The Nexus 7 tablet will turn one in July, and a new report claims that Google plans on giving the popular slate a makeover to celebrate. Annual makeovers are nothing new for gadgets, but Reuters reports that Google might have a trick up its sleeve for this particular refresh: An even more wallet-friendly price tag for the already cheap tablet.
Google never disclosed sales figures for the Nexus 7, which is manufactured by Asus, but according to analytics firm Localytics Google's tablet owns 8 percent of the global Android tablet market share, trailing Amazon's Kindle Fire family (33 percent), Barnes & Noble's Nook (10 percent), and Samsung's gaggle of slates (9 percent). Asus previously said Nexus 7 sales approached some 1 million per month.
How low can you go?
Even without any solid sales figures from either party, it's clear that Google's main rival in the Android tablet market is Amazon Kindle Fire line, which starts at $160 for the original model or $200 for the new and improved HD version. Selling a previous model at a discount price is not a new strategy: Apple has selling the iPad 2 alongside the subsequent iPads for over a year now.
It appears Google has yet to decide how it will price the new Nexus in order to be more competitive with Amazon, which doesn't mind selling its tablets as cheaply as possible in order to push digital content like books, movies, and music. One possibility is that Google will maintain the Nexus 7 pricing at $200, while discontinuing the old model. Ho-hum.
The other, more intriguing possibility put forward by the one of Reuters' sources suggests that Google might price the new tablet even more competitively at $149 in a bid to gain market share for Android tablets.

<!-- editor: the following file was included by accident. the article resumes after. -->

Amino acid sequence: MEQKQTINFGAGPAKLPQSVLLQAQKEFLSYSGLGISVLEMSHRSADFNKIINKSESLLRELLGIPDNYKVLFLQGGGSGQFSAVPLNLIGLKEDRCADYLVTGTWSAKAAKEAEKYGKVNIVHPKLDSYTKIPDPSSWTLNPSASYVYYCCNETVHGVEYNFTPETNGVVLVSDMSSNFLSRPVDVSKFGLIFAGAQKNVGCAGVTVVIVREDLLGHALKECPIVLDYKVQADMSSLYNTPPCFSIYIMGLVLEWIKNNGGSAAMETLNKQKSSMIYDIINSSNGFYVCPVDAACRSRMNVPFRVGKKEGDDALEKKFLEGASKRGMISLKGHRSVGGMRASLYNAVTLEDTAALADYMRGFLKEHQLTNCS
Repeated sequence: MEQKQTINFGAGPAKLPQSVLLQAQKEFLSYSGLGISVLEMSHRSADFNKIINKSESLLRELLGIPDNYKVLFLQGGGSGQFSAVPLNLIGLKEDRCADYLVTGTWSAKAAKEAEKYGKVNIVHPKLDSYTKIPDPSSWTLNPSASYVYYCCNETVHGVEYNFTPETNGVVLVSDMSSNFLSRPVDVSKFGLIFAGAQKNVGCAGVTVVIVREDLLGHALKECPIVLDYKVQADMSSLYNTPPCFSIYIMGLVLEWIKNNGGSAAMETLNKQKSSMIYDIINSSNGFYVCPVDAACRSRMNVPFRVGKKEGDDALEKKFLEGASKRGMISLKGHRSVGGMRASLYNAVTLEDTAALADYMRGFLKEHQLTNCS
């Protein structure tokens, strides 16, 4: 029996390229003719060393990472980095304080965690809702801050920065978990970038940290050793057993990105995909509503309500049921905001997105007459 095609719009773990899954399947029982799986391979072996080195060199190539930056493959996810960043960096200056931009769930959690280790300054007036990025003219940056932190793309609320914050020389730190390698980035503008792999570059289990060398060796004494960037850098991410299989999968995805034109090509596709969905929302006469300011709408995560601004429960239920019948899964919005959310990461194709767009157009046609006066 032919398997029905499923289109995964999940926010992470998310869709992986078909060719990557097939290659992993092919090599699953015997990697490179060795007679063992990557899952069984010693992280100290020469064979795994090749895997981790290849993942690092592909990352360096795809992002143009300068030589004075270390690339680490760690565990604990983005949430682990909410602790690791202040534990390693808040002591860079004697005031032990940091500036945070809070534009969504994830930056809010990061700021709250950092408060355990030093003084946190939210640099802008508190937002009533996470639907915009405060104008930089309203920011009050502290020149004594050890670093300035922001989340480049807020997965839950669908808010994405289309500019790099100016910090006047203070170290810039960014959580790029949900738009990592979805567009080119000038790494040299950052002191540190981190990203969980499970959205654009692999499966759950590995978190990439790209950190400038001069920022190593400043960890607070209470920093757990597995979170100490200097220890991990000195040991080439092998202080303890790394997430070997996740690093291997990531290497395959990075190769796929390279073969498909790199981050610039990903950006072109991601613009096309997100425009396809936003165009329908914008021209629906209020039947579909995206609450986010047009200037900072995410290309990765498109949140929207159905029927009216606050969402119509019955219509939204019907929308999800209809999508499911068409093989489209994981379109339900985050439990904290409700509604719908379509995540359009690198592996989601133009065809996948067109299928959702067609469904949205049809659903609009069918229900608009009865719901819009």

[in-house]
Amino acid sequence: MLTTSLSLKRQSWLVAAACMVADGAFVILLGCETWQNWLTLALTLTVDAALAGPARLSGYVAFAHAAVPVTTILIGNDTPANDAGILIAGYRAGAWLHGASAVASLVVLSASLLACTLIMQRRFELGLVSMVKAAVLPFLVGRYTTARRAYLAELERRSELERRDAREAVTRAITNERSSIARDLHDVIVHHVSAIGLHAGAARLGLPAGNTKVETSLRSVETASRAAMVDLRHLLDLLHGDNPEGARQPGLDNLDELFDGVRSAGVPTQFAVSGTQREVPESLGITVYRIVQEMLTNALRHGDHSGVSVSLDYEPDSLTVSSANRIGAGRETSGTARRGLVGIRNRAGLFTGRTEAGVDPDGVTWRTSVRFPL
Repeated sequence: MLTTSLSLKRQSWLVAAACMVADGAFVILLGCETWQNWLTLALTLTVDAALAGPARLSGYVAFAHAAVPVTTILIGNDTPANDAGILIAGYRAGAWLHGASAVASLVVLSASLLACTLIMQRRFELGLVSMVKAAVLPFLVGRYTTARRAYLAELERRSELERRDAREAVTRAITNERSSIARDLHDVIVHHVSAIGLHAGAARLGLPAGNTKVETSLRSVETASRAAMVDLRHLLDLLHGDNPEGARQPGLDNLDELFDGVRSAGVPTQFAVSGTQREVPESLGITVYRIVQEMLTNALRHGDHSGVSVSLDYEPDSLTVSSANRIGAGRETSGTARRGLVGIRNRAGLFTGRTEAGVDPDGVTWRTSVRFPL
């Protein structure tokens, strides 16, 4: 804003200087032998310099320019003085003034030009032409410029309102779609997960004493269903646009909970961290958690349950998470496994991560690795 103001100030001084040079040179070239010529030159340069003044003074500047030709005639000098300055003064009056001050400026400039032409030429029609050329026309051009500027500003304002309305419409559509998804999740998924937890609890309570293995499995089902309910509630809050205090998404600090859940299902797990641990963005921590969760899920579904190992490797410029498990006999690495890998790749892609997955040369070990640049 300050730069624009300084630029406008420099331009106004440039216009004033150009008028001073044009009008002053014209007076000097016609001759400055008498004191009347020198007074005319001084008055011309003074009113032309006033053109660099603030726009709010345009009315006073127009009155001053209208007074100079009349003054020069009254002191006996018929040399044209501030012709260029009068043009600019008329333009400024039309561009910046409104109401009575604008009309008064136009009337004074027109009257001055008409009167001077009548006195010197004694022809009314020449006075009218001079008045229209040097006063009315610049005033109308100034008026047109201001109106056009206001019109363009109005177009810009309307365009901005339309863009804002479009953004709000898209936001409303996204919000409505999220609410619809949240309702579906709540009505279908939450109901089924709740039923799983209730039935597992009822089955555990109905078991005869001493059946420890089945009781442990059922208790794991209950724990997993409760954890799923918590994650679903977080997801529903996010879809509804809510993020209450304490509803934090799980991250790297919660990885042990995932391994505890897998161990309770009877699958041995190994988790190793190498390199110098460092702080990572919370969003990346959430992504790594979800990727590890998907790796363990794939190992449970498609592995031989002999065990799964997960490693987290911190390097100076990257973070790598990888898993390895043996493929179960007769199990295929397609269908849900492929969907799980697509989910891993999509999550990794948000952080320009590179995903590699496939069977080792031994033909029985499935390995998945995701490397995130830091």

According to iSuppli's teardown analysis of the original Nexus 7, it costs Google and Asus around $170 to manufacture the slate. Reuters' sources indicate we could see a higher-resolution screen and a thinner bezel for in the second-generation Nexus 7, while the heart of the beast is said to swap out Nvidia's Tegra 3 processor for a more energy-efficient Qualcomm processor.
Considering the economy of scale, Google might be able to break even or incur a small loss to get the new Nexus 7 in the hands of more people at $150, albeit at the likely chagrin of its manufacturing partners.
Selling that kind of firepower for $150 doesn't leave a lot of room for other hardware makers to eke out a living. If Google decides to slash prices that far it risks facing a manufacturer mutiny, threatening the long-term viability of Android as platform in a quest for quick boost in adoption rates.
A third possible option would be for Google to approach Apple and Amazon's model and sell the old Nexus 7 at $150 while offering the new version for $200. Even if Google and Asus discontinue manufacturing the current Nexus 7, they could still sell its remaining stock at a reduced price.
Going that route makes more sense than selling the new tablet at $150. If the refresh maintains the $200 price point, Google could pack more competitive components into its 7-inch tablet and avoid angering its hardware partners.